President Carter's request for power to fulfill his campaign pledge to reorganize the "bloated bureaucracy" into more effective government neared enactment yesterday.
By a vote of 395 to 22, the House passed a bill giving him reorganization authority subject to a veto by either house of Congress.It is very similar to one passed earlier this month by the Senate 92 to 0. Final congressional approval could come this week if thge Senate agrees to accept the slightly different House version and avoid a conference between the two houses.
The bill permits the President to prepare reorganization plans that would take effect 60 days after submission unless disapproved by a majority of either house of Congress.
The President could not create a Cabinet-level department by reorganization; this is why he has requested separate legislation creating a Department of Energy. Nor could he abolish or transfer an independent regulatory agency. But within those limits the President could draw plans to combine, divide or otherwise shuffle agencies around to make them work better.
This formula for reorganization authority, which was given to every President since Herbert Hoover until Congress let it lapse after Watergate surfaced in Richard M. Nixi let it lapse after Watergate surfaced in Richard M. Nixon's second term, has been opposed by Rep. Jack Brooks (D.-Tex.), who handled the bill as chairman of the Government Operations Committee.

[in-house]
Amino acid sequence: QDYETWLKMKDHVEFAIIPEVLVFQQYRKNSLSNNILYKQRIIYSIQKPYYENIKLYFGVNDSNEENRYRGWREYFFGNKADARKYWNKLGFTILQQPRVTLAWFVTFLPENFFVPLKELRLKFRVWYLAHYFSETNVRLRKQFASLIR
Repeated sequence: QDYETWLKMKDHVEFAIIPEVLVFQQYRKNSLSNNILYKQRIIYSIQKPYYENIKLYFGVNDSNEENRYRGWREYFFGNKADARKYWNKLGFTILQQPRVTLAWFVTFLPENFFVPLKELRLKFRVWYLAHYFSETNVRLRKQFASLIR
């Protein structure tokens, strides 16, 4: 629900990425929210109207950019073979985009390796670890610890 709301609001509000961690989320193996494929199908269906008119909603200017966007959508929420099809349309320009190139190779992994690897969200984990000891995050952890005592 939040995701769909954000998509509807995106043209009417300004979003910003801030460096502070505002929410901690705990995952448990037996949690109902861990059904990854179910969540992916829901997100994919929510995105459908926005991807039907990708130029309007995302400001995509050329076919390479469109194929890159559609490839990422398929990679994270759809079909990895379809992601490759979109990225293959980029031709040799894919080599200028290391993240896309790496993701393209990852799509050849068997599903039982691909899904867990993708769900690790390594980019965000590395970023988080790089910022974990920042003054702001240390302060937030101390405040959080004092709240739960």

Brooks argued that, since the Constitution vested all legistlative power in Congress, it would be unconstitutional to reverse that process and let the President legislate subject to a congressional veto.
But he couldn't muster the votes to support his argument and finally accepted the Carter formula, after his comnmitted added the provision that assures both houses an opportunity to vote. No reorganization plan could be put into effect without a vote by being bottled up in committee, as was the congressional pay raise last month. The Senate bill contains a similiar provision.
The House rejected, 329 to 87, an attempt by Rep. Robert S. Walker (R-Pa.) to substitute Brooks's original bill permitting reorganization plans to take effect only after approval by both houses.
Both House and Senate bills would permit the President to change his proposed plans to meet any objections within 30 days of submission. Congress could not amend them, as it can regular legislation, but could only vote a plan up or down. Both bills also require that each plan deal with only one "logically consistent" subject. One plan could not deal both with the Agriculture and Defence departments, for example.
The House bill, but not the Senate's, limits to three the number of plans that can be pending before Congress at any one time. This is the Prin*cipal difference between the bills.